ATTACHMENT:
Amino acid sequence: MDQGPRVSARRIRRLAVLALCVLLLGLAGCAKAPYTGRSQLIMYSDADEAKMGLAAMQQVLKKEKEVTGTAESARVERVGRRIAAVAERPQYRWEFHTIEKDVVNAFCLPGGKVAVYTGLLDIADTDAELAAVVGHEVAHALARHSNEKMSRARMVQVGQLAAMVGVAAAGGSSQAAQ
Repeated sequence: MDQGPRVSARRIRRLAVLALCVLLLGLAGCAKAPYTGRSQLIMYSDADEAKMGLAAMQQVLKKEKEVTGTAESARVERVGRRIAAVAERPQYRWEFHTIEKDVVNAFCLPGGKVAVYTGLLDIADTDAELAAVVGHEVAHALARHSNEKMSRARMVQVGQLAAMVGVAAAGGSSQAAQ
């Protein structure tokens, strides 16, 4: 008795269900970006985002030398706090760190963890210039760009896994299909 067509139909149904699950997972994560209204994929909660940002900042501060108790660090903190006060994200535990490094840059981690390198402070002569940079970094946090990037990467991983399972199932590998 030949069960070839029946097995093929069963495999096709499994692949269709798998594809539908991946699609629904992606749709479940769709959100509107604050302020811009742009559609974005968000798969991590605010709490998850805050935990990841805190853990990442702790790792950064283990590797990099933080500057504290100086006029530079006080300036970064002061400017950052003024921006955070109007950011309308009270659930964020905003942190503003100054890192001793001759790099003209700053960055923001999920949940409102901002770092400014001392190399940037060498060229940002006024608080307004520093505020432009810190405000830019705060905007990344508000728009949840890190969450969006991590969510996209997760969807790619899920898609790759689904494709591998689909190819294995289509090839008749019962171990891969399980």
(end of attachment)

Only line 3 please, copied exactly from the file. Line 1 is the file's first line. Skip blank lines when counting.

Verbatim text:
């Protein structure tokens, strides 16, 4: 008795269900970006985002030398706090760190963890210039760009896994299909 067509139909149904699950997972994560209204994929909660940002900042501060108790660090903190006060994200535990490094840059981690390198402070002569940079970094946090990037990467991983399972199932590998 030949069960070839029946097995093929069963495999096709499994692949269709798998594809539908991946699609629904992606749709479940769709959100509107604050302020811009742009559609974005968000798969991590605010709490998850805050935990990841805190853990990442702790790792950064283990590797990099933080500057504290100086006029530079006080300036970064002061400017950052003024921006955070109007950011309308009270659930964020905003942190503003100054890192001793001759790099003209700053960055923001999920949940409102901002770092400014001392190399940037060498060229940002006024608080307004520093505020432009810190405000830019705060905007990344508000728009949840890190969450969006991590969510996209997760969807790619899920898609790759689904494709591998689909190819294995289509090839008749019962171990891969399980």